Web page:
‘Expecting’ just doesn’t deliver the laughs

  • By Robert Horton Herald Movie Critic
  • Wednesday, May 16, 2012 6:50pm
  • LifeGo-See-Do

It worked for “He’s Just Not That Into You,” didn’t it? Or did it? Does anybody even remember the movie made from that best-selling nonfiction book?

Here’s another one of those, in any case. “What to Expect When You’re Expecting” has sold many, many copies, which makes it fair game for the Hollywood treatment, even if almost everything in the movie must be invented by the imaginations of screenwriters Shauna Cross and Heather Hatch.

I trust it will not spoil many surprises if I reveal that of the many women we meet in the opening minutes of the movie, most will become pregnant. Also, the film will climax with many of the births happening about the same time.

In between, we have observations that are meant, I guess, to strike shared chords of experience about pregnancy. Special notice is taken of men, who are viewed as vaguely connected to pregnancy somehow but otherwise so clueless they mainly serve as a source of exasperation.

The movie’s got some big names, including Jennifer Lopez as a portrait photographer, Cameron Diaz as a reality-TV celebrity and Chris Rock (a thankless role) as a member of a men’s group that fancies itself a stroller-pushing Fight Club.

Elizabeth Banks and Ben Falcone (he scored, hilariously, as the air marshal in “Bridesmaids”) play a couple whose pregnant state is matched exactly by his father’s big announcement. The father (Dennis Quaid) is a super-competitive race-car driver, so it comes as no shock that his young trophy wife (Brooklyn Decker, of “Battleship”) is carrying twins.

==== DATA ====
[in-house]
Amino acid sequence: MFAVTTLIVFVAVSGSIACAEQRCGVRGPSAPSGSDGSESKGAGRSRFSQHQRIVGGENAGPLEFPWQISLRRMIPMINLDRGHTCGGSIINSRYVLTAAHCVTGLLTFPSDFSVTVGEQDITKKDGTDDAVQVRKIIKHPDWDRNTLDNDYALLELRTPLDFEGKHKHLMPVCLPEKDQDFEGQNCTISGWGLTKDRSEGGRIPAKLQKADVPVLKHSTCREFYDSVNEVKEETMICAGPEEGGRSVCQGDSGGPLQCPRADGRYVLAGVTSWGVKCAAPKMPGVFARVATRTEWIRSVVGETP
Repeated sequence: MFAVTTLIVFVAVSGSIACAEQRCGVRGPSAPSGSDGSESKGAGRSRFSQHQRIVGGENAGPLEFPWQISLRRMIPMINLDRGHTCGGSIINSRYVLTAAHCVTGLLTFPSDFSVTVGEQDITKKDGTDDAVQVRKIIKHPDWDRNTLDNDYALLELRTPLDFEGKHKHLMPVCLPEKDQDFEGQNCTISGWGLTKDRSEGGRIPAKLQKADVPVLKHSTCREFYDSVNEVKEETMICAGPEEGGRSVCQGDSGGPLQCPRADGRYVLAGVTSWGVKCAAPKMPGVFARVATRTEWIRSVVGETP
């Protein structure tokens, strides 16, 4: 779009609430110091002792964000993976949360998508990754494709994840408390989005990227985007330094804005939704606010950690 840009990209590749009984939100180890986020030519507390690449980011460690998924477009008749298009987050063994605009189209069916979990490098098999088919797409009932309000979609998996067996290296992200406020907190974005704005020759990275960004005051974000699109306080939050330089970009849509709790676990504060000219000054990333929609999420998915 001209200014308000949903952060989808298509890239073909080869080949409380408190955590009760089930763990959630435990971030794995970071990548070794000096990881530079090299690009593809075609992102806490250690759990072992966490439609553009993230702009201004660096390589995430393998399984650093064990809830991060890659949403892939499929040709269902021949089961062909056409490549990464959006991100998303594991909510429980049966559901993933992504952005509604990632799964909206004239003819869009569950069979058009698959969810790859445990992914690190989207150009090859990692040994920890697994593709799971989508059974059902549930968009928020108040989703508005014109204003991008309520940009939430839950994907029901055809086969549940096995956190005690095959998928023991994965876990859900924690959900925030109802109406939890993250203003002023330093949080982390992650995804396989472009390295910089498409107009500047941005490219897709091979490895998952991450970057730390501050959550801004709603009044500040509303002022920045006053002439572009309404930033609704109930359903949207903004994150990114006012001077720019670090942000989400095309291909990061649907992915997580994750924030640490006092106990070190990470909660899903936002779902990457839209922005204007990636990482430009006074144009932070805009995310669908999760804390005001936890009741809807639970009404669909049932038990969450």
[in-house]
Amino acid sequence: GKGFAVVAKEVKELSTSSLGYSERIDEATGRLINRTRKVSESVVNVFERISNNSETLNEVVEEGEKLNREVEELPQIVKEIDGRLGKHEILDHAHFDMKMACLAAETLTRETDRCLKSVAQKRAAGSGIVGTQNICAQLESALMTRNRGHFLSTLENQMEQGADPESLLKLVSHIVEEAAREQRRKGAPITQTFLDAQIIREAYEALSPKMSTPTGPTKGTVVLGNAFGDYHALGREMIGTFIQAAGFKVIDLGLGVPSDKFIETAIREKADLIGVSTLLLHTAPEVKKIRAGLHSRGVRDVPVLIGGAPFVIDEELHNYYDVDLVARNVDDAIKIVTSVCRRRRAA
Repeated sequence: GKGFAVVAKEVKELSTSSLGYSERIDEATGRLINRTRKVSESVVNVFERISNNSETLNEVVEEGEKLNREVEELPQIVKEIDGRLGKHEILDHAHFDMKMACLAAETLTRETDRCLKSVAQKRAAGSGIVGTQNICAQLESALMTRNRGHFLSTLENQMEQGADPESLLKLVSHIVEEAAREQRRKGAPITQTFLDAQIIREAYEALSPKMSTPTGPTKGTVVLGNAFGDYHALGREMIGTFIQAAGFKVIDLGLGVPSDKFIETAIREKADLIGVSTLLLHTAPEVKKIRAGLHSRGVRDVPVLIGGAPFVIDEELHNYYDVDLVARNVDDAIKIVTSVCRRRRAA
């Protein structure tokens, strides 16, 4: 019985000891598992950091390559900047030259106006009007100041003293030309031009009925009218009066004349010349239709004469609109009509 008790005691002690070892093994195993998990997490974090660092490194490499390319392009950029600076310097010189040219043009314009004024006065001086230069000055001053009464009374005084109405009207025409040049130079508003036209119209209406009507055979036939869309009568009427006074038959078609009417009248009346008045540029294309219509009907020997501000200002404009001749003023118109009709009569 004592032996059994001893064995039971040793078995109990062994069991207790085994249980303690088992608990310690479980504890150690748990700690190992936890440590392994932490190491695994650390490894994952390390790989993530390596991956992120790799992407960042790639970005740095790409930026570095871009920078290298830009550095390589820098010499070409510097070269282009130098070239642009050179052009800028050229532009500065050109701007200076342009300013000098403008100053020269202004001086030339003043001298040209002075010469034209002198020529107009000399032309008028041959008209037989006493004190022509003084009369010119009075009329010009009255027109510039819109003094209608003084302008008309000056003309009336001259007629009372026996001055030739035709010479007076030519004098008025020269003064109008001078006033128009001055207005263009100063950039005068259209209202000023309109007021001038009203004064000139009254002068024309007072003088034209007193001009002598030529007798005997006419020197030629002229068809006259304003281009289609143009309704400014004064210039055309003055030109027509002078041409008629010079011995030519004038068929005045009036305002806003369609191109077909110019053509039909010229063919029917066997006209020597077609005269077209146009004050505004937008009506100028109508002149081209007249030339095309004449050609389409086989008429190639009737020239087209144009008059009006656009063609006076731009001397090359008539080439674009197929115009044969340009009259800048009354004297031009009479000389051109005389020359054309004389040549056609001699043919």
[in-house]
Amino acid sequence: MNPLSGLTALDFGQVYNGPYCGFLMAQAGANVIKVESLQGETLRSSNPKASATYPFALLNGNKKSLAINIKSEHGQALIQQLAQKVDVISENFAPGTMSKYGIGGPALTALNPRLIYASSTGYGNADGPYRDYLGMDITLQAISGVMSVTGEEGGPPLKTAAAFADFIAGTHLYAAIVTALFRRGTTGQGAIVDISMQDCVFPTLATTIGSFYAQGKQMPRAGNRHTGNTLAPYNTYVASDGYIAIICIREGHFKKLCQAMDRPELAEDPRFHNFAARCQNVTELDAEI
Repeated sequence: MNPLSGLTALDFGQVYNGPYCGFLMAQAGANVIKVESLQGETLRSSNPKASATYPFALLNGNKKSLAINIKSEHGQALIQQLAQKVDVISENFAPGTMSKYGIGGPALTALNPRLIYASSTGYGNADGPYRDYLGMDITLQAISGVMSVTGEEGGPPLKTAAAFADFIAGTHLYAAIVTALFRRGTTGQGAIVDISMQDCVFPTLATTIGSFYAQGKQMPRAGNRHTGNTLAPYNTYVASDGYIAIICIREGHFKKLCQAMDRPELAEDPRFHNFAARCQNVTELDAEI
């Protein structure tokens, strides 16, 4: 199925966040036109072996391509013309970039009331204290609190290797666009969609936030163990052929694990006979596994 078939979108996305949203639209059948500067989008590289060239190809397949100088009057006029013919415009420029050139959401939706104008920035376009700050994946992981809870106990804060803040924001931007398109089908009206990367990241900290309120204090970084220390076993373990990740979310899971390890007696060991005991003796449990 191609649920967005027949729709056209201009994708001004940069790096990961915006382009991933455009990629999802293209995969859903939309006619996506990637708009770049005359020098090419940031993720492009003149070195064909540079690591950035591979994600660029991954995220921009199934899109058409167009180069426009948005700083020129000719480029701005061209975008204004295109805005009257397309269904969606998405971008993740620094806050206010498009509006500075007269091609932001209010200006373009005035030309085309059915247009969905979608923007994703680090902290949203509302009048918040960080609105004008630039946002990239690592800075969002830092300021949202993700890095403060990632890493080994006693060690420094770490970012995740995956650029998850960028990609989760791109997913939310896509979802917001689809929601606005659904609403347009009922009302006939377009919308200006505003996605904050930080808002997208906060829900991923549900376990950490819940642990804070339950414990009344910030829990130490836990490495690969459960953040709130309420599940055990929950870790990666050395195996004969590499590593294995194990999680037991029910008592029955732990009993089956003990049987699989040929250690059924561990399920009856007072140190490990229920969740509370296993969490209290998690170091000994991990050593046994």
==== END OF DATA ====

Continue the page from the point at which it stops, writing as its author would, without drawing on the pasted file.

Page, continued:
The rivalry between Banks and her supermodel mother-in-law is the movie’s most sustained bit of comedy, as Banks endures every excruciating level of discomfort experienced by a mom-to-be while Decker’s character breezes through the nine months without — somehow — seeming to gain a pound.

Competing food-truck operators (surely this is the trendy movie job of the moment) complete the main group; they are played by Anna Kendrick and Chace Crawford, who don’t know each other too well and whose relationship has its own set of challenges. Kendrick, the Oscar nominee from “Up in the Air,” is good enough to almost make this section work.

These are mostly separate strands, so the film cuts back and forth among these mini-stories. Director Kirk Jones, whose ho-hum track record includes the De Niro picture “Everybody’s Fine,” keeps the film moving along without ever giving you a compelling reason to care about any of this.

It rarely stirs to life. The air of packaging hangs around every too-bright, too-slick corner of the movie, so that even a spirited group of performers can’t generate any good will.

Please, no more movies based on how-to nonfiction bestsellers; let’s stick to true sources of movie adaptations, like board games.

“What to Expect When You’re Expecting” (1½ stars)

The how-to nonfiction bestseller mutates into this flat comedy about pregnancy. The parallel stories include stellar figures such as Jennifer Lopez, Cameron Diaz and Elizabeth Banks, all of whom experience various issues while expecting. Very few laughs are generated during the film’s gestation.

Rated: PG-13 for language, subject matter.

Showing: Alderwood, Cinebarre, Everett Stadium, Galaxy Monroe, Marysville, Stanwood, Pacific Place, Thornton Place, Woodinville, Cascade Mall.

This review has been edited since it was first posted to accurately describe the film’s plot.

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